Since last evening, Democrats have been hit with a double header of bad Obamacare news. First, the House Energy and Commerce Department received data from every insurer on the federal marketplace saying that, as of April 15, only 67 percent of individuals and families that selected a plan had paid their first month’s premium. Insurers informed the committee that, by the same date, only 2.45 million had paid their first month’s premium for coverage obtained through the FFM. The purpose of Obamacare, if the President remembers, was to insure, not merely to sign up, but the President has claimed victory with a number that includes millions who remain uninsured.
Then, the New York Times reported this morning that employer-provided health plans may well be near extinct by 2020 because of Obamacare, according to a projection by S&P Capital IQ. The research firm reports that 90 percent of workers who now receive coverage through their employers will be shifted to the government exchanges in the next six years. Ezekiel Emanuel, an architect of Obamacare, has long predicted this, though the President has recently told the American people, “I don’t think an employer-based system will be or should be replaced any time soon.” Perhaps a mere six years to upend the entire employer-based health-insurance system isn’t considered “soon” by the President.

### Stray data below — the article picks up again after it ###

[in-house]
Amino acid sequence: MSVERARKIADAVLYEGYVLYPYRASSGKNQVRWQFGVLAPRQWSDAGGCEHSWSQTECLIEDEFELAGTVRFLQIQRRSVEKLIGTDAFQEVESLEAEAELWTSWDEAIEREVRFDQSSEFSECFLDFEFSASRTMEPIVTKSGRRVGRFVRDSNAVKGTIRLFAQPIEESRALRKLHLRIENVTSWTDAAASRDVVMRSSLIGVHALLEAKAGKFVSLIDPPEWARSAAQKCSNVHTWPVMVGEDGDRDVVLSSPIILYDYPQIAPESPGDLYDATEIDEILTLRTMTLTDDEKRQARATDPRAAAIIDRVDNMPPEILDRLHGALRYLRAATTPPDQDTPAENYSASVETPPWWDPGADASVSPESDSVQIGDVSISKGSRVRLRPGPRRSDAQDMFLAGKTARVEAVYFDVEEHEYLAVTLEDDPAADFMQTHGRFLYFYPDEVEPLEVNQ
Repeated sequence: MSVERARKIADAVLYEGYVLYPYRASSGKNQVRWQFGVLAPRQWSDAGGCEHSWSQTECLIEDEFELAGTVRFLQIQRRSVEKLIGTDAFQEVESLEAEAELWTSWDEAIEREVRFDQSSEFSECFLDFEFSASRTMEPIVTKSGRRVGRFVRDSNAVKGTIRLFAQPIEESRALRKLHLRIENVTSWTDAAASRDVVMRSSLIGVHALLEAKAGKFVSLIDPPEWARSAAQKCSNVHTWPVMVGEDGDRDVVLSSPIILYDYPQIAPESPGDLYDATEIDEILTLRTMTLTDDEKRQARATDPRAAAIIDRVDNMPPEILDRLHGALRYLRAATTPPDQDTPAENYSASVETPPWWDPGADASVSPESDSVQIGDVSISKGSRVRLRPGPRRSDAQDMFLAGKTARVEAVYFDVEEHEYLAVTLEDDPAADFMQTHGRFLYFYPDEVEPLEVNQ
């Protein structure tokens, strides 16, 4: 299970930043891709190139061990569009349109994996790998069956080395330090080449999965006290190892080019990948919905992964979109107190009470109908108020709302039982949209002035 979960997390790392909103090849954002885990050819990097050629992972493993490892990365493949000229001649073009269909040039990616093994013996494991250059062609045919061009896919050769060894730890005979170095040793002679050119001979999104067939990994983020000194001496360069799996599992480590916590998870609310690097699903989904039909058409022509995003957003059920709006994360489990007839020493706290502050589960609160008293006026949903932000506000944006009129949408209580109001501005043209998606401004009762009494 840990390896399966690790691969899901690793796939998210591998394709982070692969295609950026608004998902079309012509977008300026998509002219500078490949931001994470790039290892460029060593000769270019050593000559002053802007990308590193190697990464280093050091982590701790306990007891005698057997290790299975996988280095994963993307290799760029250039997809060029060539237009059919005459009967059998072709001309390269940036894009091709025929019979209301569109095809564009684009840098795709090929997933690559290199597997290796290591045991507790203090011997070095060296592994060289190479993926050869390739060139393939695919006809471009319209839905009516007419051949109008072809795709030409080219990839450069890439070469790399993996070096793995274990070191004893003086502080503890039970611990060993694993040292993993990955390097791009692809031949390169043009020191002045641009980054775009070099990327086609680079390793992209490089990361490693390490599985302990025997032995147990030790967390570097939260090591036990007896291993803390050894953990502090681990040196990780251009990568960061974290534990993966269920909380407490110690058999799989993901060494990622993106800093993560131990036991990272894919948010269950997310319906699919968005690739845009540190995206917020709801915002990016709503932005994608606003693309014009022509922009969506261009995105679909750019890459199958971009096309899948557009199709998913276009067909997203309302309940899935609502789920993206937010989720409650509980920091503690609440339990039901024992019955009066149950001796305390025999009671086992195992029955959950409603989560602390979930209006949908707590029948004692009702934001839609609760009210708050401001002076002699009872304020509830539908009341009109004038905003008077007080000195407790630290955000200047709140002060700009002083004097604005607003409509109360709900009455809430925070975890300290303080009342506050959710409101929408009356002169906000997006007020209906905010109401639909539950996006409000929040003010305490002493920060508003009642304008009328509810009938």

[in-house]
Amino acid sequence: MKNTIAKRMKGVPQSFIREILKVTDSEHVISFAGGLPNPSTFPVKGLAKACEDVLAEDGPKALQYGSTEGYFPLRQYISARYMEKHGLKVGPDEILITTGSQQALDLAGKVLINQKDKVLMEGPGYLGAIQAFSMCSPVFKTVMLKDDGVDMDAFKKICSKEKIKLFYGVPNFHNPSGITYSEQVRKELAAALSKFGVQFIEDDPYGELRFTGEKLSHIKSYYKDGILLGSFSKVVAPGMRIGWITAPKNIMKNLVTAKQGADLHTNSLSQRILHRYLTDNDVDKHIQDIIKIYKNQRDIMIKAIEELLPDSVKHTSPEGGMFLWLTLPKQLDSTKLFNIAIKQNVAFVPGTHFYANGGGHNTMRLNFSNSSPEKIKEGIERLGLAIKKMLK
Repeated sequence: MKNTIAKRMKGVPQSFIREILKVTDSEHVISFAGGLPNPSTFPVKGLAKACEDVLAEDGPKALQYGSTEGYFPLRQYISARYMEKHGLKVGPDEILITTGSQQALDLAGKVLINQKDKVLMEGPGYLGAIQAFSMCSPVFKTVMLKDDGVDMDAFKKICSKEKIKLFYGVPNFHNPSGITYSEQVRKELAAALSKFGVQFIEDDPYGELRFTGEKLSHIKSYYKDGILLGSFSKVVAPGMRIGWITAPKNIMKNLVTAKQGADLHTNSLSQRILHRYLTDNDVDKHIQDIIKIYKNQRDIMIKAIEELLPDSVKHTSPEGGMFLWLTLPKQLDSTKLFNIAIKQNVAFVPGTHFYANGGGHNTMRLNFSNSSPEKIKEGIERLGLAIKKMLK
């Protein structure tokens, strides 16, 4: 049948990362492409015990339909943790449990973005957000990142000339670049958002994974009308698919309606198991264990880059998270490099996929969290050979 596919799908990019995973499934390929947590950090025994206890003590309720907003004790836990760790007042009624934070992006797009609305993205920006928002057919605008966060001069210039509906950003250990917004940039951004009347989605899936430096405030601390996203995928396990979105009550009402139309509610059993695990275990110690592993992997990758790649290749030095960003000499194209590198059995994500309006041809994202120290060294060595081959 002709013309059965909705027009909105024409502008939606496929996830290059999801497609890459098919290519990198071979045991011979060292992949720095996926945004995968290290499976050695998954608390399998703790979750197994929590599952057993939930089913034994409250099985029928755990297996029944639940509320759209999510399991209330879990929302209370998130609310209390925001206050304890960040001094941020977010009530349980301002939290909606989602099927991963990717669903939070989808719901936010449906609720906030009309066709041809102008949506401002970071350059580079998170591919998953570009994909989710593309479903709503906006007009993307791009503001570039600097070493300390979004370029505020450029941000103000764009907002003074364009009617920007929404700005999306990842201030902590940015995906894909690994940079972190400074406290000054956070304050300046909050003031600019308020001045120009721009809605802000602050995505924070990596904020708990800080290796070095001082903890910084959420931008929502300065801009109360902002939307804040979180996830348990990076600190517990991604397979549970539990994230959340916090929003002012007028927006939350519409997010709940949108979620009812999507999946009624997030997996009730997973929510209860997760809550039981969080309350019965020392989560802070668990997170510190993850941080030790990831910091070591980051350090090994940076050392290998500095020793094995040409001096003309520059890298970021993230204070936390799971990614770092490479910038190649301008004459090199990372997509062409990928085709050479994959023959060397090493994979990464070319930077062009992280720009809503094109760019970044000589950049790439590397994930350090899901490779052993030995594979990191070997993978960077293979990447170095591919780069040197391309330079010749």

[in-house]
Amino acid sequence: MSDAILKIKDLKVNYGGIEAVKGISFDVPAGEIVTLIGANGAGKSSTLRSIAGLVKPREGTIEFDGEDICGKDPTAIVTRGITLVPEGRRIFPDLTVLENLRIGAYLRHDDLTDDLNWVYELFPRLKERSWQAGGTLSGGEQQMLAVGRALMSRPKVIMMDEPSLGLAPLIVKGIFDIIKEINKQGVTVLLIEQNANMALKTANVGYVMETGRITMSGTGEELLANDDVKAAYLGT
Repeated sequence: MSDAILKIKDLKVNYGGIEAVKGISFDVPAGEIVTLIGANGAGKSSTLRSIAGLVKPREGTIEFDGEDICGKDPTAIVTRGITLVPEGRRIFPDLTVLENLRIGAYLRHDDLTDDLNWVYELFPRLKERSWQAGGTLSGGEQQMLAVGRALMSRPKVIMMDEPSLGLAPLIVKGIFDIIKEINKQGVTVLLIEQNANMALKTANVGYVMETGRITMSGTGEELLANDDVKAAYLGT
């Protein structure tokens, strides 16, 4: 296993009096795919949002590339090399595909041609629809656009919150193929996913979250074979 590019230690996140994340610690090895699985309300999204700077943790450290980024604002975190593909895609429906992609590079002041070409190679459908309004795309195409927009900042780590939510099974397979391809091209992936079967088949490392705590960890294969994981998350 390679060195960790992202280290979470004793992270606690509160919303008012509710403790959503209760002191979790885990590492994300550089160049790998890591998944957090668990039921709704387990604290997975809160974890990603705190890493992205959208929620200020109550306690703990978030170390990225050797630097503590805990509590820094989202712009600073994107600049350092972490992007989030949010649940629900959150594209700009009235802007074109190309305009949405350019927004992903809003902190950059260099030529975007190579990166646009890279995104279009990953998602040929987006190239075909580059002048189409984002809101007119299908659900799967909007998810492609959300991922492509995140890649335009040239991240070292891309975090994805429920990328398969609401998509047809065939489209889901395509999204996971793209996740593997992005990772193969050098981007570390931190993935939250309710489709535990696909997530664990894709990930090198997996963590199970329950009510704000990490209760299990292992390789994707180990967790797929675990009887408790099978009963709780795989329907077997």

Continued bad new surrounding the President’s signature health care law is not coincidence. It is not fate. It’s bad policy. At every turn, Republicans in the House have tried to stop these unforced errors and save the American people from further hardship under this administration.